Why Zillow Won’t Replace Real Estate Agents
The last decade has brought change to an otherwise stagnant real estate market at a mind-numbing rate. A number of venture-capital backed websites have launched online platforms that have revolutionized the way buyers find homes. Everyday consumers can now browse listings from their couch, significantly reducing the time spent sourcing a home.
While there are many of these platforms, Zillow leads the pack. It generates millions of dollars in annual revenue and continues to grow as it expands into new industries like mortgage lending and iBuying. At first glance, one may think technology like this will make real estate agents and brokers obsolete. After all, that’s what happened to stock brokers and travel agents. However, a few basic factors reduce this risk.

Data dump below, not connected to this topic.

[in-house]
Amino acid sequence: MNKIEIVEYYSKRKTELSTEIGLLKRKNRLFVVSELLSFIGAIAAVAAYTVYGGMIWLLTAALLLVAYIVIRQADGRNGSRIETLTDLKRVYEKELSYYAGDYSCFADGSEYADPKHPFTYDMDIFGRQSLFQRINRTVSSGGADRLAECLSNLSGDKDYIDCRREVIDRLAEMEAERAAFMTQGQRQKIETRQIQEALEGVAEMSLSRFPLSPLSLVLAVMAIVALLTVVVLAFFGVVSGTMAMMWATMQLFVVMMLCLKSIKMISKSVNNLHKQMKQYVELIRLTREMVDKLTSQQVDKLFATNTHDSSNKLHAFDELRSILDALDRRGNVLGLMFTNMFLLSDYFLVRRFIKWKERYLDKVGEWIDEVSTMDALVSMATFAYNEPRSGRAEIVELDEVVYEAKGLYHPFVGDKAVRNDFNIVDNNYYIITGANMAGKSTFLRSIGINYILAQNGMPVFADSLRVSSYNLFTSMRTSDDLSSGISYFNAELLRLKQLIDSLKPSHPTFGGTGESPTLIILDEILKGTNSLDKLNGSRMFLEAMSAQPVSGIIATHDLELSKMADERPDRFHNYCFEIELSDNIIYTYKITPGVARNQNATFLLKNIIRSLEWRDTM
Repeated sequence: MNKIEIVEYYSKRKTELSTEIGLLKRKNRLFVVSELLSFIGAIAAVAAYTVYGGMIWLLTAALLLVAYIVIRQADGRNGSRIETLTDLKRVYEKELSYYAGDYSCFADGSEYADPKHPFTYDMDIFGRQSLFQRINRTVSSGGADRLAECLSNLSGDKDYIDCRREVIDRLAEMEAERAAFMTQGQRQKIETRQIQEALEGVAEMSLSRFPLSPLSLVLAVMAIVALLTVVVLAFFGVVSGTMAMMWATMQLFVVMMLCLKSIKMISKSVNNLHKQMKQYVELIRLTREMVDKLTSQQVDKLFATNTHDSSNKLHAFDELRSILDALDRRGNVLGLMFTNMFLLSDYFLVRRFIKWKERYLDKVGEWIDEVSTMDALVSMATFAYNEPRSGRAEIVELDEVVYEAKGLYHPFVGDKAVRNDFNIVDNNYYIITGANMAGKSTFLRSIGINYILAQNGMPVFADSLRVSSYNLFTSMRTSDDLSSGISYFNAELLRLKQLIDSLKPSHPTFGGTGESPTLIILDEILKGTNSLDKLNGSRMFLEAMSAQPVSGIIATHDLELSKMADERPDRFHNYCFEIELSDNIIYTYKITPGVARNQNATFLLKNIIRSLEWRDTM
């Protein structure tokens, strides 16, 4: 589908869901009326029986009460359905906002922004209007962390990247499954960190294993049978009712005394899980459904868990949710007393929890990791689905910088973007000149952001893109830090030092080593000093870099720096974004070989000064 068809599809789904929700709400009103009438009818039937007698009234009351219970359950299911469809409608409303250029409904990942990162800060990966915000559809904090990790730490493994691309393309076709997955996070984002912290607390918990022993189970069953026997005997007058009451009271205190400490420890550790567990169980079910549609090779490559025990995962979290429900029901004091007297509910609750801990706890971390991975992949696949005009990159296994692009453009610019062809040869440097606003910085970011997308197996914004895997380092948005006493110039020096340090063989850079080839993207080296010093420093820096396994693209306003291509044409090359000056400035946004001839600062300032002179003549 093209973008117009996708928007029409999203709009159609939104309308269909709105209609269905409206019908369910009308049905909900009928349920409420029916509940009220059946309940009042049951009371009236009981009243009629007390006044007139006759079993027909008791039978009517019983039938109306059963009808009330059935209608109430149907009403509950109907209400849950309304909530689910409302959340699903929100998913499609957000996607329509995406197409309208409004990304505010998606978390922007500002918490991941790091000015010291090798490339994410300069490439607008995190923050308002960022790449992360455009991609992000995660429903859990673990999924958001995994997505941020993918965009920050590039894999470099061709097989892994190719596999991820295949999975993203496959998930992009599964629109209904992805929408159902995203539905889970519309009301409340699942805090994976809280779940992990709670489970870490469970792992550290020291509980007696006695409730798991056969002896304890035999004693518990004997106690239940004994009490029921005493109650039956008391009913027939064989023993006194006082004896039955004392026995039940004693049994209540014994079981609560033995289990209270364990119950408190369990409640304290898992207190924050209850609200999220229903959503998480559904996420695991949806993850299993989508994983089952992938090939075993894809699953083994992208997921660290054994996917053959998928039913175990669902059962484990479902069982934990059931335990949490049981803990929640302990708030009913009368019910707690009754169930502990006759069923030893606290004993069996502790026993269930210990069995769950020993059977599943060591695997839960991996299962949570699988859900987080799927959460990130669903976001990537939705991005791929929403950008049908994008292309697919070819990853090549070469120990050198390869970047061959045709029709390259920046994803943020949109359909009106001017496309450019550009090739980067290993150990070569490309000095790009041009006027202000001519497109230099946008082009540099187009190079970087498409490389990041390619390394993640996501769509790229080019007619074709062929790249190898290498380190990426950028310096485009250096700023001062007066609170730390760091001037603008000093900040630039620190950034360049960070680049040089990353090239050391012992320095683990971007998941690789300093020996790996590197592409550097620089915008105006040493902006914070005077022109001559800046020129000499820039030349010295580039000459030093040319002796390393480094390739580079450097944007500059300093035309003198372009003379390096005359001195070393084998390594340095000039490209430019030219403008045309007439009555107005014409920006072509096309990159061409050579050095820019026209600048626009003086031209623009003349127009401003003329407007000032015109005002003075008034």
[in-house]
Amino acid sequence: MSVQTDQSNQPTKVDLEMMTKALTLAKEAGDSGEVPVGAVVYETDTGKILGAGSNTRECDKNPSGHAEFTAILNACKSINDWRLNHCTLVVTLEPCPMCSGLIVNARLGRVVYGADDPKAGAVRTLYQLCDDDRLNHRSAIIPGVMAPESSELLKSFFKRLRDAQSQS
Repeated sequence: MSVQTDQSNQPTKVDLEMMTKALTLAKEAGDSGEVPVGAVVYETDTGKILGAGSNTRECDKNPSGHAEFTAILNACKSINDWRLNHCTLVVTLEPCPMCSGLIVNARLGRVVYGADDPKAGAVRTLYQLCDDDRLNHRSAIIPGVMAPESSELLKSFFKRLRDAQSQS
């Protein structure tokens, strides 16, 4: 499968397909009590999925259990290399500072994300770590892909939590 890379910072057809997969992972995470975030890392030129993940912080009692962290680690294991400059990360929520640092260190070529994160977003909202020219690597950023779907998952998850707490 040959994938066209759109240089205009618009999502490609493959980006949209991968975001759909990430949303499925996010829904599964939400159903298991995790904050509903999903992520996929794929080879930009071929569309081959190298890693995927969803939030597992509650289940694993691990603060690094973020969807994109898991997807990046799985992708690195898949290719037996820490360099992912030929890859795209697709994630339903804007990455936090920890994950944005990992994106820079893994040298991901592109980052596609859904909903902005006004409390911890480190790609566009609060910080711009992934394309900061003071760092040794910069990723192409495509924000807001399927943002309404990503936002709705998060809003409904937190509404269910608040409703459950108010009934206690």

Zillow Hasn’t Replaced Traditional Brokers
Zillow is a popular tool, and there’s a reason it’s a household name. Traditionally, buyers toured many homes in person before finding one they loved. Zillow allows buyers to find, tour, and price properties, all from the comfort of their home. Gone are the days of blocking off an entire day to see a handful of homes. With Zillow’s newly-launched lending arm, buyers can also apply for a loan online.
However, even though these features make it easy to find and view a home online, the transaction still takes place through a real estate agent. Even if a buyer does the work of finding their perfect home, they still need an agent to make an offer, negotiate the terms, and facilitate the closing process. At this point, Zillow can’t help with these things.
Even if Zillow finds a way to automate the entire homebuying process, there’s one thing it can’t do: manage someone’s emotions. Buying or selling a home is perhaps the biggest decision a person will ever make, and they naturally want guidance to ensure they’re getting the best deal. Most of this is simply putting the client at ease with the process, and that’s where an agent is worth their weight in gold.